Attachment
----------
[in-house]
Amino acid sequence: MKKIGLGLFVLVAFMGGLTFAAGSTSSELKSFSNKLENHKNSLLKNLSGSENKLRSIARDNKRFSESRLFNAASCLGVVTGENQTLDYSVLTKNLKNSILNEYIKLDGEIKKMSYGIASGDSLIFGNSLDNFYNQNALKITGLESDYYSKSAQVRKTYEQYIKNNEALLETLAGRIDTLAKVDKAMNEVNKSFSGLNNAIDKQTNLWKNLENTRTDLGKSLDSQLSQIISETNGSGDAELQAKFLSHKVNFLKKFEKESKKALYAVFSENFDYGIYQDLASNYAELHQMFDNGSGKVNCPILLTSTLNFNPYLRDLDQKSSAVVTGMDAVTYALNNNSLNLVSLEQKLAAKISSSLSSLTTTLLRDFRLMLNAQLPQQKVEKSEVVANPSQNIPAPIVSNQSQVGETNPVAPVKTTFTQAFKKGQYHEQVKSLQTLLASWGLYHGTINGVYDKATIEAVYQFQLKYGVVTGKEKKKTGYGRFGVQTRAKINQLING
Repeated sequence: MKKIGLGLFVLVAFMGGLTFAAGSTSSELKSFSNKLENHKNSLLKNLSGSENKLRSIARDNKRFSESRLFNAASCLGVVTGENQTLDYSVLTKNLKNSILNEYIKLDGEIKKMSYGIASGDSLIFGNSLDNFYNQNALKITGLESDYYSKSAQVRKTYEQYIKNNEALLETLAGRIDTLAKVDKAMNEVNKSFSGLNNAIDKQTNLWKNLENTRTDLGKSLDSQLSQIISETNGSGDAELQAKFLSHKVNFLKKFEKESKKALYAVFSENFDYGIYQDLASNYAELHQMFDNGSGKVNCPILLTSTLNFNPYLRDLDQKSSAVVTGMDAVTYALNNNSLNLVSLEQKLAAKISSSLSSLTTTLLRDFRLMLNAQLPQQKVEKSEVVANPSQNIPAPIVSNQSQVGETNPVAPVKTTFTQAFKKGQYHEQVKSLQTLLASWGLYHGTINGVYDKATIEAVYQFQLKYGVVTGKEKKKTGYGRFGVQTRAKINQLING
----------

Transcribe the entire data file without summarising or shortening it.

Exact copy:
[in-house]
Amino acid sequence: MKKIGLGLFVLVAFMGGLTFAAGSTSSELKSFSNKLENHKNSLLKNLSGSENKLRSIARDNKRFSESRLFNAASCLGVVTGENQTLDYSVLTKNLKNSILNEYIKLDGEIKKMSYGIASGDSLIFGNSLDNFYNQNALKITGLESDYYSKSAQVRKTYEQYIKNNEALLETLAGRIDTLAKVDKAMNEVNKSFSGLNNAIDKQTNLWKNLENTRTDLGKSLDSQLSQIISETNGSGDAELQAKFLSHKVNFLKKFEKESKKALYAVFSENFDYGIYQDLASNYAELHQMFDNGSGKVNCPILLTSTLNFNPYLRDLDQKSSAVVTGMDAVTYALNNNSLNLVSLEQKLAAKISSSLSSLTTTLLRDFRLMLNAQLPQQKVEKSEVVANPSQNIPAPIVSNQSQVGETNPVAPVKTTFTQAFKKGQYHEQVKSLQTLLASWGLYHGTINGVYDKATIEAVYQFQLKYGVVTGKEKKKTGYGRFGVQTRAKINQLING
Repeated sequence: MKKIGLGLFVLVAFMGGLTFAAGSTSSELKSFSNKLENHKNSLLKNLSGSENKLRSIARDNKRFSESRLFNAASCLGVVTGENQTLDYSVLTKNLKNSILNEYIKLDGEIKKMSYGIASGDSLIFGNSLDNFYNQNALKITGLESDYYSKSAQVRKTYEQYIKNNEALLETLAGRIDTLAKVDKAMNEVNKSFSGLNNAIDKQTNLWKNLENTRTDLGKSLDSQLSQIISETNGSGDAELQAKFLSHKVNFLKKFEKESKKALYAVFSENFDYGIYQDLASNYAELHQMFDNGSGKVNCPILLTSTLNFNPYLRDLDQKSSAVVTGMDAVTYALNNNSLNLVSLEQKLAAKISSSLSSLTTTLLRDFRLMLNAQLPQQKVEKSEVVANPSQNIPAPIVSNQSQVGETNPVAPVKTTFTQAFKKGQYHEQVKSLQTLLASWGLYHGTINGVYDKATIEAVYQFQLKYGVVTGKEKKKTGYGRFGVQTRAKINQLING